Every mass shooting in America raises the question of whether the nation adequately limits guns. The Dec. 14 massacre of young children in Newtown, Conn., however, resonated in a way that previous attacks have not.
As usual, opponents of gun control point to the Second Amendment of the U.S. Constitution as creating a broad right to bear arms.
The issue of gun control is complex, and the effectiveness of state or federal controls is subject to legitimate debate. It is worth looking, however, at the limited scope of the Second Amendment. The full text:
“A well regulated militia, being necessary to the security of a free state, the right of the people to keep and bear arms, shall not be infringed.”
One of the most conservative jurists in the United States died last week. His thoughts on the Second Amendment are instructive.
“I’m not an expert on the Second Amendment,” Judge Robert Bork said in 1989, two years after former President Ronald Reagan unsuccessfully nominated him to the U.S. Supreme Court, “but its intent was to guarantee the right of states to form militia, not for individuals to bear arms.”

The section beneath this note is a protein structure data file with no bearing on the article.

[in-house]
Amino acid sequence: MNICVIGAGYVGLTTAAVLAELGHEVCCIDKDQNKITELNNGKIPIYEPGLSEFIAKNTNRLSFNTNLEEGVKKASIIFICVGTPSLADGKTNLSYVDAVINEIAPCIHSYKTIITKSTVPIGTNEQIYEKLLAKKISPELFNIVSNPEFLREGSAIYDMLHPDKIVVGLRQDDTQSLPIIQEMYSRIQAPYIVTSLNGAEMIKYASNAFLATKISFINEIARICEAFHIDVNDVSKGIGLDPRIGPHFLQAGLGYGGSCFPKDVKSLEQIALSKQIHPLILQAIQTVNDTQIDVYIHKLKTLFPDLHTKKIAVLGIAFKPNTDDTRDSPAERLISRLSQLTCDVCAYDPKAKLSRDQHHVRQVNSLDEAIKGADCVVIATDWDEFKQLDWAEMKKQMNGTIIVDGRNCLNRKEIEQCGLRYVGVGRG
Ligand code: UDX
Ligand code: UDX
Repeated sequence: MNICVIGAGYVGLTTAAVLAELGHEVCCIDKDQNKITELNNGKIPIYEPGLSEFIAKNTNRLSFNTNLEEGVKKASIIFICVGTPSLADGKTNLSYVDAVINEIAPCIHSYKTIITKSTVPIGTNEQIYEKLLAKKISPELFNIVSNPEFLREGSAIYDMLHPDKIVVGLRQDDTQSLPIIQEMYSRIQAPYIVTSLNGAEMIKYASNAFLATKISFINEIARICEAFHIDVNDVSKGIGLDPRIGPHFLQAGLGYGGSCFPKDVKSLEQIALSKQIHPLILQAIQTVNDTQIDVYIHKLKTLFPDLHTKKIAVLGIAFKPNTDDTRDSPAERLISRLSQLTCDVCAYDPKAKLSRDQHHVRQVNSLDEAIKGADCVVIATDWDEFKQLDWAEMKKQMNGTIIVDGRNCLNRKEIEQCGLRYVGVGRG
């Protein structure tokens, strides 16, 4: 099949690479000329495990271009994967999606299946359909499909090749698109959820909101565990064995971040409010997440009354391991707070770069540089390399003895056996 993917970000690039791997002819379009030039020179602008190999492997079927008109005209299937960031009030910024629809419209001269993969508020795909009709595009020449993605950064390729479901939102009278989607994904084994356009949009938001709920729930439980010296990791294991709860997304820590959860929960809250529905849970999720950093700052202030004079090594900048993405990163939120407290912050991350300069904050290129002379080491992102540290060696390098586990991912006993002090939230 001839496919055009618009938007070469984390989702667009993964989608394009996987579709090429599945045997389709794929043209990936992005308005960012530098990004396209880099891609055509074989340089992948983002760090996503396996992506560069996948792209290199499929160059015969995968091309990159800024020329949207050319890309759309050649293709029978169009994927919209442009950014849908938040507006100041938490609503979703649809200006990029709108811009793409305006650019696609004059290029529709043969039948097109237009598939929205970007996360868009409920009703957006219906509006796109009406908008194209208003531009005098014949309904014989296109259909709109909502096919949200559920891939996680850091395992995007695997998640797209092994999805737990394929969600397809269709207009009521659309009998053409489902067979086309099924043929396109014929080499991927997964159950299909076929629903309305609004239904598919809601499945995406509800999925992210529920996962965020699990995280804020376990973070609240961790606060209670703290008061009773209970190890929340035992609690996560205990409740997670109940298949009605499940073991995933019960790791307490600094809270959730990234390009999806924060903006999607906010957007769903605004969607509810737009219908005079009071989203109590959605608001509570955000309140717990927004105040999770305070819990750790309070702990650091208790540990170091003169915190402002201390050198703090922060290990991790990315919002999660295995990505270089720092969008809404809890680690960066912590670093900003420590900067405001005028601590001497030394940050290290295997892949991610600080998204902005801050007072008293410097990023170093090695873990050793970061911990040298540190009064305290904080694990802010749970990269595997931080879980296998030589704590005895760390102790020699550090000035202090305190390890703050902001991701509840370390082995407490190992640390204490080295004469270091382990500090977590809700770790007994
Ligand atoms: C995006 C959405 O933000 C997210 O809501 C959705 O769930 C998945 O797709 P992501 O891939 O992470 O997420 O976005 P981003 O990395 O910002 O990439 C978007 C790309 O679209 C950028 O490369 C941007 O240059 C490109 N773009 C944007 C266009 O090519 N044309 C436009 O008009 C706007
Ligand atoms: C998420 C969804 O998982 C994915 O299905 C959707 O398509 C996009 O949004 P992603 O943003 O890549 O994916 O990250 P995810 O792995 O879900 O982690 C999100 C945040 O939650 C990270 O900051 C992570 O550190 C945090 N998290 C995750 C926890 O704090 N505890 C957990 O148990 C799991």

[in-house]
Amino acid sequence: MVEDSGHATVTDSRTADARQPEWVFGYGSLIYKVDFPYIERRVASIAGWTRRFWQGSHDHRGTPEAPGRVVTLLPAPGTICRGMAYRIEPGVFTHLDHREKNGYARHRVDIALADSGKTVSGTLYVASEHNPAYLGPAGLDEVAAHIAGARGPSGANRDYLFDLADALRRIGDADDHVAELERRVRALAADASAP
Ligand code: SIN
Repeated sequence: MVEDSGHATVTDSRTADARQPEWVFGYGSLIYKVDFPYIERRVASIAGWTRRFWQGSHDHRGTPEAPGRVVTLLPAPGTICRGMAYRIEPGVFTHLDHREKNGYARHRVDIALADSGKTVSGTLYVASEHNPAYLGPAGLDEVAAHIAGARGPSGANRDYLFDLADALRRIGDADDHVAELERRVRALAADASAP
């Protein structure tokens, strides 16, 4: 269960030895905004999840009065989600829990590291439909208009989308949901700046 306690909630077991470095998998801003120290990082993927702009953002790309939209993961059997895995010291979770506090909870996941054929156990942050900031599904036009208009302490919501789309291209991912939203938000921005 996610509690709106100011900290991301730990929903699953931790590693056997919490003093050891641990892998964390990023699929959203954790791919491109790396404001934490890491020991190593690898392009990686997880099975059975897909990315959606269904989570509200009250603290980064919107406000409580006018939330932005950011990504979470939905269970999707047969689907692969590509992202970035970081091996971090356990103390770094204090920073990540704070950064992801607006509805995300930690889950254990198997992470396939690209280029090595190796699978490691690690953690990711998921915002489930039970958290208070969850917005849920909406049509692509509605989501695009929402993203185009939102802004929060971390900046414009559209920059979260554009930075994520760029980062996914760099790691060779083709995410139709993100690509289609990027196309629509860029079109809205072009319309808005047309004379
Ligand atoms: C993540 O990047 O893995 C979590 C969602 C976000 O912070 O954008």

In 1991, Bork noted the weak support the gun lobby has in the Second Amendment.
“The National Rifle Association is always arguing that the Second Amendment determines the right to bear arms,” Bork said. “But I think it really is people’s right to bear arms in a militia. The NRA thinks that it protects their right to have Teflon-coated bullets. But that’s not the original understanding.”
In a 1997 book, Bork took further exception to efforts to expand the narrow words of the Second Amendment.
“The Second Amendment was designed to allow states to defend themselves against a possibly tyrannical national government,” Bork wrote. “Now that the federal government has stealth bombers and nuclear weapons, it is hard to imagine what people would need to keep in the garage to serve that purpose.”
The Second Amendment is relevant to the overdue debate on gun control, but not conclusive. Common sense should be the primary guide as Americans seek a solution that protects the reasonable concerns of gun owners, but reduces the frequency of tragedies like the one in Newtown.
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